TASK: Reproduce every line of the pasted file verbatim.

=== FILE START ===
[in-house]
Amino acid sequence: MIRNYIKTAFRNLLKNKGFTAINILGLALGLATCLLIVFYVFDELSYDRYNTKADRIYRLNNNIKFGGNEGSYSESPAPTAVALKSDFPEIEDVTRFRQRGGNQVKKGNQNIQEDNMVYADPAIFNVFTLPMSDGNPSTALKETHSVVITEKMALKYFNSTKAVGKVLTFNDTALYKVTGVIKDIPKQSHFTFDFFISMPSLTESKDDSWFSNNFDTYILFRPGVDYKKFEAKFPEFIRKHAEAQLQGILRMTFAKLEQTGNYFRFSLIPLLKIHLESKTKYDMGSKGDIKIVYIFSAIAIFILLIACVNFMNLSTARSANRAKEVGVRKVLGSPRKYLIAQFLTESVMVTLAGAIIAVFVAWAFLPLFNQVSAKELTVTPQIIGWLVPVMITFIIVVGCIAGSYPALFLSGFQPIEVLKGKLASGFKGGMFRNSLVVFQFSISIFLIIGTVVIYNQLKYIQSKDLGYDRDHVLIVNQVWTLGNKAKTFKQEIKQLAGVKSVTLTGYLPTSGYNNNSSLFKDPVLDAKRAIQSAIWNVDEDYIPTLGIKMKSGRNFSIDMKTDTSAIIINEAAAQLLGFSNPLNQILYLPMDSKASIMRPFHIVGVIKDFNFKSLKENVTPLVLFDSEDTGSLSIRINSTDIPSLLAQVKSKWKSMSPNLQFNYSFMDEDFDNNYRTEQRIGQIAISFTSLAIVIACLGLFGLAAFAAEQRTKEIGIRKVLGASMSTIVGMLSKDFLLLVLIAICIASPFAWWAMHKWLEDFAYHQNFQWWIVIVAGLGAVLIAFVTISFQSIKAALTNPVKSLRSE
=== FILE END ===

[in-house]
Amino acid sequence: MIRNYIKTAFRNLLKNKGFTAINILGLALGLATCLLIVFYVFDELSYDRYNTKADRIYRLNNNIKFGGNEGSYSESPAPTAVALKSDFPEIEDVTRFRQRGGNQVKKGNQNIQEDNMVYADPAIFNVFTLPMSDGNPSTALKETHSVVITEKMALKYFNSTKAVGKVLTFNDTALYKVTGVIKDIPKQSHFTFDFFISMPSLTESKDDSWFSNNFDTYILFRPGVDYKKFEAKFPEFIRKHAEAQLQGILRMTFAKLEQTGNYFRFSLIPLLKIHLESKTKYDMGSKGDIKIVYIFSAIAIFILLIACVNFMNLSTARSANRAKEVGVRKVLGSPRKYLIAQFLTESVMVTLAGAIIAVFVAWAFLPLFNQVSAKELTVTPQIIGWLVPVMITFIIVVGCIAGSYPALFLSGFQPIEVLKGKLASGFKGGMFRNSLVVFQFSISIFLIIGTVVIYNQLKYIQSKDLGYDRDHVLIVNQVWTLGNKAKTFKQEIKQLAGVKSVTLTGYLPTSGYNNNSSLFKDPVLDAKRAIQSAIWNVDEDYIPTLGIKMKSGRNFSIDMKTDTSAIIINEAAAQLLGFSNPLNQILYLPMDSKASIMRPFHIVGVIKDFNFKSLKENVTPLVLFDSEDTGSLSIRINSTDIPSLLAQVKSKWKSMSPNLQFNYSFMDEDFDNNYRTEQRIGQIAISFTSLAIVIACLGLFGLAAFAAEQRTKEIGIRKVLGASMSTIVGMLSKDFLLLVLIAICIASPFAWWAMHKWLEDFAYHQNFQWWIVIVAGLGAVLIAFVTISFQSIKAALTNPVKSLRSE